England 226 for 5 (Bairstow 64 Morgan 57*, Buttler 57) beat South Africa 222 for 6 (Klaasen 66, Curran 2-33) by five wickets
After last-ball thrillers in East London and Durban, England sealed the T20 series in the final over in Centurion to deny South Africa a first series win since March 2019. In a high-scoring thriller, England chased down South Africa’s second-highest score at this venue in fine style, with half-centuries from Jos Buttler and Jonny Bairstow keeping them on track and Eoin Morgan’s unbeaten 57 providing the perfect finish.
The result means England leave South Africa with two out of the three trophies on offer and half of the third (the ODI cup was shared) and have provided high-class entertainment during a summer of rebuilding for the hosts. The run-rate in the series was the highest in any three-match rubber – 10.12. It’s a nice record to be part of, but it won’t mean much to South Africa, who started each of the three formats with a win, only to fade away as the fixtures rolled on.
England’s early preparations for the T20 World Cup are on track with several of their players finding form. Morgan was the highest run-scorer overall with two half-centuries in three matches while Tom Curran’s variations were used to good effect. He claimed the important wickets of top-scorer Heinrich Klaasen and Dwaine Pretorius at the death in this match to derail South Africa’s push towards 240 and finished as England’s highest wicket-taker of the series.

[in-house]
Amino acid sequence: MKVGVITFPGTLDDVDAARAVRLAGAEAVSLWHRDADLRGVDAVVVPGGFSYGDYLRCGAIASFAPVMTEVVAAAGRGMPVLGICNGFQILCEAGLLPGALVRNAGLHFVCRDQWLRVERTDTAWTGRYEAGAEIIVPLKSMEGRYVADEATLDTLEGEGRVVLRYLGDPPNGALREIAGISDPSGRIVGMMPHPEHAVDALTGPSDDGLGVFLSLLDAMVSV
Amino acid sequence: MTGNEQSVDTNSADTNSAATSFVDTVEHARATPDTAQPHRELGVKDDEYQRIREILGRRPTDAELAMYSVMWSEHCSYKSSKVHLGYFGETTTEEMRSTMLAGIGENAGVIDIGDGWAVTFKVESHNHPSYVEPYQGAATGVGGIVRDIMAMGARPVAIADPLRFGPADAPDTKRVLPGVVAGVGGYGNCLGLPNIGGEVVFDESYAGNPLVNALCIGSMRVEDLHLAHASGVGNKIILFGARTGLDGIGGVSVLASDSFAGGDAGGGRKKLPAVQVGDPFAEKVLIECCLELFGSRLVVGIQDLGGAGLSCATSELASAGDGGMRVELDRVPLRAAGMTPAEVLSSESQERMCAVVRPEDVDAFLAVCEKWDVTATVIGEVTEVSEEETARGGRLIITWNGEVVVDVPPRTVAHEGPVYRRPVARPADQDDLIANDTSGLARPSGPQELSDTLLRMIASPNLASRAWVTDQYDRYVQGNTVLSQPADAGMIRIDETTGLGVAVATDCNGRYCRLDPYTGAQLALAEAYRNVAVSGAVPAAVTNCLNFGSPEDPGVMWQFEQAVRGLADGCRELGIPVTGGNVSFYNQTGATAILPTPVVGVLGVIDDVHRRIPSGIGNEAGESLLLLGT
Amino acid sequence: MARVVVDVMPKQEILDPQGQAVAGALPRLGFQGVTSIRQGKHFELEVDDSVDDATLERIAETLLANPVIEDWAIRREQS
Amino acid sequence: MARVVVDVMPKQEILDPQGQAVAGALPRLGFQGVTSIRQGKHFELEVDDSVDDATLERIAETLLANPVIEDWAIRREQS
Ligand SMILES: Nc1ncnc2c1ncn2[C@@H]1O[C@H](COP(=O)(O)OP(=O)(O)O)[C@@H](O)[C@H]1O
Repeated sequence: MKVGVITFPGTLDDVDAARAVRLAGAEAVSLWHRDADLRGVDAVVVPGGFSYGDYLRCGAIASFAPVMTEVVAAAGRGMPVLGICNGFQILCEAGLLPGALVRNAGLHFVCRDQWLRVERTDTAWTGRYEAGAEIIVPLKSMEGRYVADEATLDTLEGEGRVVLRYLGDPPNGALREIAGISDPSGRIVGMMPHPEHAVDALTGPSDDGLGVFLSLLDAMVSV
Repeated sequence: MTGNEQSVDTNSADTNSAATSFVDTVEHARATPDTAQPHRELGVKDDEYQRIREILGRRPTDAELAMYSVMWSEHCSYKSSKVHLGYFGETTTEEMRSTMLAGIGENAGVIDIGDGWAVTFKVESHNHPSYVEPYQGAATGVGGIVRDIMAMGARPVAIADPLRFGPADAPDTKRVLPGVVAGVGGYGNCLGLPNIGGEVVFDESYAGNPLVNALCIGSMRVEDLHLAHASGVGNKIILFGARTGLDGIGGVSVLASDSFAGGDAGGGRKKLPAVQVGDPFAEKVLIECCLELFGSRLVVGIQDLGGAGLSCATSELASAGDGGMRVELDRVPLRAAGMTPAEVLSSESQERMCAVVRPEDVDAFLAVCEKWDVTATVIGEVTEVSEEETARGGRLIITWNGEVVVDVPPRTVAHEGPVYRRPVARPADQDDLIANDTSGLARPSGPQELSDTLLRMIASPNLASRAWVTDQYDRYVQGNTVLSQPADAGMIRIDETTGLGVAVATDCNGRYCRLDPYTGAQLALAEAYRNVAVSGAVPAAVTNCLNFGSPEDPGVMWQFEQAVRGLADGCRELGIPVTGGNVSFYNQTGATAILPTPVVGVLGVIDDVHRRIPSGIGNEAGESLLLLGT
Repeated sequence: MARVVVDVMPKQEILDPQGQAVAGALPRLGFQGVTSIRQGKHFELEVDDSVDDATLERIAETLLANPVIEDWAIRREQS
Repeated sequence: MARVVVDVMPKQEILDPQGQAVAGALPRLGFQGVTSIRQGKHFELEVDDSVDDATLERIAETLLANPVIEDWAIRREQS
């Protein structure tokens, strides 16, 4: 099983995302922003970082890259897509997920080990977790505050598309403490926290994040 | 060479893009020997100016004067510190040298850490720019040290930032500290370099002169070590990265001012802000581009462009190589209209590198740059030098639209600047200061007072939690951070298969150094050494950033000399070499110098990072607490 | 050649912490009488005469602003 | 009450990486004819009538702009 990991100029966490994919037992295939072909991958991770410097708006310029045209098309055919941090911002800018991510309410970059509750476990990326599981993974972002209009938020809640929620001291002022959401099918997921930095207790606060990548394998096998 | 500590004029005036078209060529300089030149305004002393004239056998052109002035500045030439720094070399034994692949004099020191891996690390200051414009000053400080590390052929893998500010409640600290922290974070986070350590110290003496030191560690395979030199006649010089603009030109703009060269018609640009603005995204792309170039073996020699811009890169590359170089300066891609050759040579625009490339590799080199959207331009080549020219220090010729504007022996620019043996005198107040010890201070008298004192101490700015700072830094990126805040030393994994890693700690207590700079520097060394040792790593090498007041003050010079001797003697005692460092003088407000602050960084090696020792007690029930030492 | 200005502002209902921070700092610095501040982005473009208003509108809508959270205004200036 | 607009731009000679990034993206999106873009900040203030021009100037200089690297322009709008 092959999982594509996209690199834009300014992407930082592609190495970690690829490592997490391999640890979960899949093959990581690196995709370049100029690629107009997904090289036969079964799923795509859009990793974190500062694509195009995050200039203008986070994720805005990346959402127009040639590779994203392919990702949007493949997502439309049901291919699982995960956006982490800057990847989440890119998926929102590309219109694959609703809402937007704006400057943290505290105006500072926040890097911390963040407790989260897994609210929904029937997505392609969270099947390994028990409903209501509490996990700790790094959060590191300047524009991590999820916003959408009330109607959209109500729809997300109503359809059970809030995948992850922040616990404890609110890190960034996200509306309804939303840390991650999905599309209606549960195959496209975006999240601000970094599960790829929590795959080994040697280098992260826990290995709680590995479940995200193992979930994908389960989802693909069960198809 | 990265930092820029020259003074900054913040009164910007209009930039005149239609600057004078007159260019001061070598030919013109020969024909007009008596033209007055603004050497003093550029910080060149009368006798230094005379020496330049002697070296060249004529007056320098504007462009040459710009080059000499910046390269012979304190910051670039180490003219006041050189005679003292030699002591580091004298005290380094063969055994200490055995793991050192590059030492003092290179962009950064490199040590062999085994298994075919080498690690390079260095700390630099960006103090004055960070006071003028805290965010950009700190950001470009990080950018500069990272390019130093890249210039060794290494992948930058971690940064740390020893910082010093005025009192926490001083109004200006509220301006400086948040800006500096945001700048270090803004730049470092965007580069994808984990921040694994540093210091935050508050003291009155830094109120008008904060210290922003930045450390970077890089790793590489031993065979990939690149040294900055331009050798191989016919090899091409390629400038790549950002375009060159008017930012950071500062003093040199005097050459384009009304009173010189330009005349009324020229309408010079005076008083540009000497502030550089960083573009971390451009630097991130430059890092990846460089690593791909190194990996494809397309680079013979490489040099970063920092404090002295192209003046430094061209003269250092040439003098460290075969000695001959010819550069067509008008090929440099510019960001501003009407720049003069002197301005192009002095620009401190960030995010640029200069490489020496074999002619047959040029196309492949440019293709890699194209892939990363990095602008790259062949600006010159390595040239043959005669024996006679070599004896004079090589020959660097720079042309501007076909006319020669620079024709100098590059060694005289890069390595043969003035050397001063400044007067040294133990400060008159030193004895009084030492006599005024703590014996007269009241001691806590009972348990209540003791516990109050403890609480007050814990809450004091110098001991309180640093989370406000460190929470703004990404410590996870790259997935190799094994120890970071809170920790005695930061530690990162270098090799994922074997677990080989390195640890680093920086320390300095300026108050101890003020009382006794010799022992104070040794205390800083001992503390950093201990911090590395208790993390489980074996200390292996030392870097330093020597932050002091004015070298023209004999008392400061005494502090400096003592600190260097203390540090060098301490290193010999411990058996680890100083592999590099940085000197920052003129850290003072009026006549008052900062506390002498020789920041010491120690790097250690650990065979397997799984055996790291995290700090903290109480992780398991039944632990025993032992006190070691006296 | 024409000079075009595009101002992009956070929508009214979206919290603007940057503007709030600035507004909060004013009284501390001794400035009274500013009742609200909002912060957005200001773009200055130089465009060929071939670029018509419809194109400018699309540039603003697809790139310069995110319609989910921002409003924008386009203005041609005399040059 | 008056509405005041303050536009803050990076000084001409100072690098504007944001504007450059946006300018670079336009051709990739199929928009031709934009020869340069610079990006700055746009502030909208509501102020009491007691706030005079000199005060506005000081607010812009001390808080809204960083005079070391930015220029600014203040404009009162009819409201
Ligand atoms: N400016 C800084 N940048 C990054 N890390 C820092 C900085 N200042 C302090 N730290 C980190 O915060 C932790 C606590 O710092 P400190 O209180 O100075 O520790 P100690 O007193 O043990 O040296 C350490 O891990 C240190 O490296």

South Africa, under stand-in captain Quinton de Kock, will be pleased with the way he has taken to leadership and his opening partnership with Temba Bavuma but have work to do finding the right combination in the middle order. Dale Steyn’s return bodes well for the T20 World Cup but he was left in the shade by Lungi Ngidi, who topped the wicket charts and whose slower ball has added greatly to his skill set. It did not do the trick at SuperSport Park but after spending much of the last three months recovering from injury, Ngidi will just be pleased to be on the park and performing.
The last five overs
South Africa scored 58 runs in the last five overs, so England’s ask of 62 off the final five was not out of the question. Steyn ushered in the final passage of play by giving away only three runs off the first five balls of his final over. But the sixth one, a slower ball of the kind that foxed Ben Stokes, did not deceive Morgan, who heaved it over long-off for six. He tucked into Ngidi’s next over, with two sixes in three balls and then Stokes pulled Andile Phehlukwayo’s penultimate over apart, with successive maximums. The 17th and 18th overs cost South Africa 36 runs and ensured England scored more than half of what they required in the final five, to clear their path to victory.
Best of the summer